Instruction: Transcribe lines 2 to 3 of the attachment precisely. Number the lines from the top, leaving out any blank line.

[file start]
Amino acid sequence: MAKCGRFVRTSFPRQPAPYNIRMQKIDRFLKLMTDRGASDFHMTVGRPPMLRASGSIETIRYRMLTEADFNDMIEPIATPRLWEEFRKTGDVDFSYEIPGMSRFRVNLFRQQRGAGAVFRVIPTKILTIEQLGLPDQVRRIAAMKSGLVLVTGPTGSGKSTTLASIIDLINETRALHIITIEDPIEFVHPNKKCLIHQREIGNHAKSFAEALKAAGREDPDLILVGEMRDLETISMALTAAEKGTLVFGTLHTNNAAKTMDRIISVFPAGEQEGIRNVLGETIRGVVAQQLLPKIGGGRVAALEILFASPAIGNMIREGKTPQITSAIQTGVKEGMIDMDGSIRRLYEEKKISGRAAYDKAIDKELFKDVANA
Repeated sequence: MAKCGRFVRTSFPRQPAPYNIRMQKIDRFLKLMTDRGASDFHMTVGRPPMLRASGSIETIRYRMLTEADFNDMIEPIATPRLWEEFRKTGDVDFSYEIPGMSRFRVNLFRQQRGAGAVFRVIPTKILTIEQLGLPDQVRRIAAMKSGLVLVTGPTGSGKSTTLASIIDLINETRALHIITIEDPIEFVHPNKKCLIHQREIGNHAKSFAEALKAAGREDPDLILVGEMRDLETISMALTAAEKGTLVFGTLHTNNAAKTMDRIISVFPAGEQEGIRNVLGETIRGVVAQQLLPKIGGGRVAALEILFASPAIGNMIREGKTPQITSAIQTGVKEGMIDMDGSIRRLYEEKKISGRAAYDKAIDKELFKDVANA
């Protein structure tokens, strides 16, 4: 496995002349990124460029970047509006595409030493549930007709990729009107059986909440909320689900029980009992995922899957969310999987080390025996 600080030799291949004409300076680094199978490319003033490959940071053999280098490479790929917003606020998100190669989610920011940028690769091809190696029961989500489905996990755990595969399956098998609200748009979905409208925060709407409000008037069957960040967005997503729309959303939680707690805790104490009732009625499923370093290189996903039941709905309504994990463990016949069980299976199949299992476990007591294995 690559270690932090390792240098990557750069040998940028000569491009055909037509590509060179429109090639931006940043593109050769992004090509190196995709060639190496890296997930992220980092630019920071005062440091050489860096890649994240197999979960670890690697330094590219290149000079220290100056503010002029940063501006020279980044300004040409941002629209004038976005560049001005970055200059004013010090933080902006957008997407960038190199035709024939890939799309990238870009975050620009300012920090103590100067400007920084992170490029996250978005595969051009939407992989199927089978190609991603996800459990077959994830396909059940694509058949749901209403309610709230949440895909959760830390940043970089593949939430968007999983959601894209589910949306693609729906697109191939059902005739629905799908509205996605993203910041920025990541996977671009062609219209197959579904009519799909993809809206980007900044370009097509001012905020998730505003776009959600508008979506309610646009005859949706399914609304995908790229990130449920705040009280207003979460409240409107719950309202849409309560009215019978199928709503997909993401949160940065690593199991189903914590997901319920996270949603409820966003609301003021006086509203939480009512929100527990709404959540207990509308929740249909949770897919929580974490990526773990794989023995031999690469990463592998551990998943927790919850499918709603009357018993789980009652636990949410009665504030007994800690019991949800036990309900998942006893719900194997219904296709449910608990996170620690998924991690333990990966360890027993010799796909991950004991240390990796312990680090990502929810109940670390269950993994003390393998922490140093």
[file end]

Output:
Repeated sequence: MAKCGRFVRTSFPRQPAPYNIRMQKIDRFLKLMTDRGASDFHMTVGRPPMLRASGSIETIRYRMLTEADFNDMIEPIATPRLWEEFRKTGDVDFSYEIPGMSRFRVNLFRQQRGAGAVFRVIPTKILTIEQLGLPDQVRRIAAMKSGLVLVTGPTGSGKSTTLASIIDLINETRALHIITIEDPIEFVHPNKKCLIHQREIGNHAKSFAEALKAAGREDPDLILVGEMRDLETISMALTAAEKGTLVFGTLHTNNAAKTMDRIISVFPAGEQEGIRNVLGETIRGVVAQQLLPKIGGGRVAALEILFASPAIGNMIREGKTPQITSAIQTGVKEGMIDMDGSIRRLYEEKKISGRAAYDKAIDKELFKDVANA
């Protein structure tokens, strides 16, 4: 496995002349990124460029970047509006595409030493549930007709990729009107059986909440909320689900029980009992995922899957969310999987080390025996 600080030799291949004409300076680094199978490319003033490959940071053999280098490479790929917003606020998100190669989610920011940028690769091809190696029961989500489905996990755990595969399956098998609200748009979905409208925060709407409000008037069957960040967005997503729309959303939680707690805790104490009732009625499923370093290189996903039941709905309504994990463990016949069980299976199949299992476990007591294995 690559270690932090390792240098990557750069040998940028000569491009055909037509590509060179429109090639931006940043593109050769992004090509190196995709060639190496890296997930992220980092630019920071005062440091050489860096890649994240197999979960670890690697330094590219290149000079220290100056503010002029940063501006020279980044300004040409941002629209004038976005560049001005970055200059004013010090933080902006957008997407960038190199035709024939890939799309990238870009975050620009300012920090103590100067400007920084992170490029996250978005595969051009939407992989199927089978190609991603996800459990077959994830396909059940694509058949749901209403309610709230949440895909959760830390940043970089593949939430968007999983959601894209589910949306693609729906697109191939059902005739629905799908509205996605993203910041920025990541996977671009062609219209197959579904009519799909993809809206980007900044370009097509001012905020998730505003776009959600508008979506309610646009005859949706399914609304995908790229990130449920705040009280207003979460409240409107719950309202849409309560009215019978199928709503997909993401949160940065690593199991189903914590997901319920996270949603409820966003609301003021006086509203939480009512929100527990709404959540207990509308929740249909949770897919929580974490990526773990794989023995031999690469990463592998551990998943927790919850499918709603009357018993789980009652636990949410009665504030007994800690019991949800036990309900998942006893719900194997219904296709449910608990996170620690998924991690333990990966360890027993010799796909991950004991240390990796312990680090990502929810109940670390269950993994003390393998922490140093």